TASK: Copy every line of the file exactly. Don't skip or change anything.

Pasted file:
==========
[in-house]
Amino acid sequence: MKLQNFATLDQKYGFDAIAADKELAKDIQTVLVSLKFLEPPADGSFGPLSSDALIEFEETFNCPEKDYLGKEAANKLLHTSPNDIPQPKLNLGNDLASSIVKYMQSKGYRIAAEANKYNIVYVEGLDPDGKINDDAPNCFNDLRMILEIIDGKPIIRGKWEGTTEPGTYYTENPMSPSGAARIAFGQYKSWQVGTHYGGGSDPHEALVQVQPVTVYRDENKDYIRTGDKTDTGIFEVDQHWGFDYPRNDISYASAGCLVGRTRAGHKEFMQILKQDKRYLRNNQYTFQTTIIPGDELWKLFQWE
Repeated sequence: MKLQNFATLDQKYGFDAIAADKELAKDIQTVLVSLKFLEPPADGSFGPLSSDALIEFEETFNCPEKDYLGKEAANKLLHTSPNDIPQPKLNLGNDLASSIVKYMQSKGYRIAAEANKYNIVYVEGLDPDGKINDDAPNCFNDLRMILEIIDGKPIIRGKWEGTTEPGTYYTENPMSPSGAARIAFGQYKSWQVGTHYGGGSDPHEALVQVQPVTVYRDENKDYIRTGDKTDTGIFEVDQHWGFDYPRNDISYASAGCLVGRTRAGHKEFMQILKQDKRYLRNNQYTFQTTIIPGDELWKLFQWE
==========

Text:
[in-house]
Amino acid sequence: MKLQNFATLDQKYGFDAIAADKELAKDIQTVLVSLKFLEPPADGSFGPLSSDALIEFEETFNCPEKDYLGKEAANKLLHTSPNDIPQPKLNLGNDLASSIVKYMQSKGYRIAAEANKYNIVYVEGLDPDGKINDDAPNCFNDLRMILEIIDGKPIIRGKWEGTTEPGTYYTENPMSPSGAARIAFGQYKSWQVGTHYGGGSDPHEALVQVQPVTVYRDENKDYIRTGDKTDTGIFEVDQHWGFDYPRNDISYASAGCLVGRTRAGHKEFMQILKQDKRYLRNNQYTFQTTIIPGDELWKLFQWE
Repeated sequence: MKLQNFATLDQKYGFDAIAADKELAKDIQTVLVSLKFLEPPADGSFGPLSSDALIEFEETFNCPEKDYLGKEAANKLLHTSPNDIPQPKLNLGNDLASSIVKYMQSKGYRIAAEANKYNIVYVEGLDPDGKINDDAPNCFNDLRMILEIIDGKPIIRGKWEGTTEPGTYYTENPMSPSGAARIAFGQYKSWQVGTHYGGGSDPHEALVQVQPVTVYRDENKDYIRTGDKTDTGIFEVDQHWGFDYPRNDISYASAGCLVGRTRAGHKEFMQILKQDKRYLRNNQYTFQTTIIPGDELWKLFQWE